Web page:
Snapchats UX faux pas A lesson in the basics of UX

08 March 2018

Image-sharing platform Snapchat rose to the top of the social media pyramid in no time. With its quirky AR-powered photo filters, it has become the go-to instant-messaging app for the younger demographic. While it kept making tweaks to its design, in February this year, the company made design alterations which changed the UX of the entire app. The move was made to streamline stories and updates on the app and have a separate feed for branded and popular content. The change backfired majorly as Snapchat lost both money and users because of it.

Snapchat's haste to monetise

 Snapchat has been growing, usurping Facebook, Twitter and Instagram as the most popular social media platform. Its revenue in 2017 was over 8.2 million dollars. When it went public in 2017, Snapchat was valued at $28 billion dollars. Given it achieved such sporadic popularity in a short span of time, its competitors began introducing similar features to lure its user base. Instagram's introduction of stories has given Snapchat direct competition. Snapchat, thus, has been trying to tackle two brief issues. First, to keep users engaged. Second, to monetise the app by integrating advertisements. This is what prompted the recent design changes. Unfortunately, it backfired severely for Snapchat.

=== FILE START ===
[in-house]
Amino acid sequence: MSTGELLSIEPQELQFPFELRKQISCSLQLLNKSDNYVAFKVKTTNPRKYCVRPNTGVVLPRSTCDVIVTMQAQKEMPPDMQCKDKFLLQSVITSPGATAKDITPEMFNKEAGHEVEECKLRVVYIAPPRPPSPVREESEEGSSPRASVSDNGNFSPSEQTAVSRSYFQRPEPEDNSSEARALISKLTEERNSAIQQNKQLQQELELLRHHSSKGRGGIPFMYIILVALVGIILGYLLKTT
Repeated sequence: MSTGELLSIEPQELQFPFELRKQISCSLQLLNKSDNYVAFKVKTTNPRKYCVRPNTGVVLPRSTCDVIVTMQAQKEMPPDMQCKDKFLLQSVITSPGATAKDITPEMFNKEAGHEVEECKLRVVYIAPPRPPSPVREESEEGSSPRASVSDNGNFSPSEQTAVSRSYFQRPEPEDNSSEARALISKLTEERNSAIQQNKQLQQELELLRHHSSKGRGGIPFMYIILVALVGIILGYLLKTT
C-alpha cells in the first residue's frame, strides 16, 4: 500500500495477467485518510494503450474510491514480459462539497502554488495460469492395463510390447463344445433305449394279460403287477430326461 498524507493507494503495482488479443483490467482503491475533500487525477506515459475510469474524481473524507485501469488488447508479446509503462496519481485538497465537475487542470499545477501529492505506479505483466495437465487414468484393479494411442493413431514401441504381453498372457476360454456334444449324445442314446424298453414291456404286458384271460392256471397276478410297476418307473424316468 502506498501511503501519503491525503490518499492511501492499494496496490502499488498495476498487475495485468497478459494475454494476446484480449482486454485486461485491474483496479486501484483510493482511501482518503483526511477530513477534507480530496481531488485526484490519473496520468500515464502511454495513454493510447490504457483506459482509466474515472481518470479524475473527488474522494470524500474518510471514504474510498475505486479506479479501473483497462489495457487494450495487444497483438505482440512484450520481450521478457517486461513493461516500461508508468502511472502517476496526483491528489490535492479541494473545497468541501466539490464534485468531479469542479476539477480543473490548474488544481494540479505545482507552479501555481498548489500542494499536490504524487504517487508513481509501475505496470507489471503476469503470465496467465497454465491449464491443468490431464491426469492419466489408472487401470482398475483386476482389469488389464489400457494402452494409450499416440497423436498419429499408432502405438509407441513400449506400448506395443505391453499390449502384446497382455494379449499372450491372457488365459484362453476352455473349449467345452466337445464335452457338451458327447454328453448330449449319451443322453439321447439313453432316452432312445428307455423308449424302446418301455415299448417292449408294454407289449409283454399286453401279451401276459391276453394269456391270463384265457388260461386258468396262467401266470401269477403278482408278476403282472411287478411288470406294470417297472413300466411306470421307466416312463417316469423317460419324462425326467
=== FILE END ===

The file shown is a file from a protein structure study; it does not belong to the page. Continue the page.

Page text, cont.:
Snapchat's revamp

Snapchat integrated its Stories and chat feature on one screen, calling it Friends page, and revamped the original Stories page to push popular and branded content. This irked users who took to social media to voice their dismissal of the new design. The below image provides a look at the design before as well as the new design.

 

Damage done by redesign

Snapchat's redesign caused severe damaged the brand as it lost money and users. Over 1.2 million people signed a petition on Change.org requesting Snapchat to recall the update. Moreover, Snapchat's parent company Snap.Inc saw a 6% drop in its market value at the closing of Wall Street last week. To add to the damage, users headed to social media to voice their disapproval of the update. Several users even posted about leaving the app for good.  The frenzy on social media caused a massive dent in the brand's image.

To combat the damage, Snapchat has assured users that it will roll out another update which will make the design easier to use.

What can UX Designers learn from this fiasco?

Snapchat ignored the most basic UX principle while implementing its redesign - a User-centric approach. UX agencies across the world stress on the importance of approaching design with a User-centric approach. Considering and prioritising the needs of the user first and then integrating business needs is what makes any redesign appealing to the user. Moreover, testing the reworked design to study how the target audience responds to it also helps gain insights into the functionality of the product.

In conclusion, this fiasco clearly serves as an example as to how a User-Centric approach can make or break your product. It shows why and how much User Experience matters and how ignoring it can cost your brand users as well as money. 

 

 

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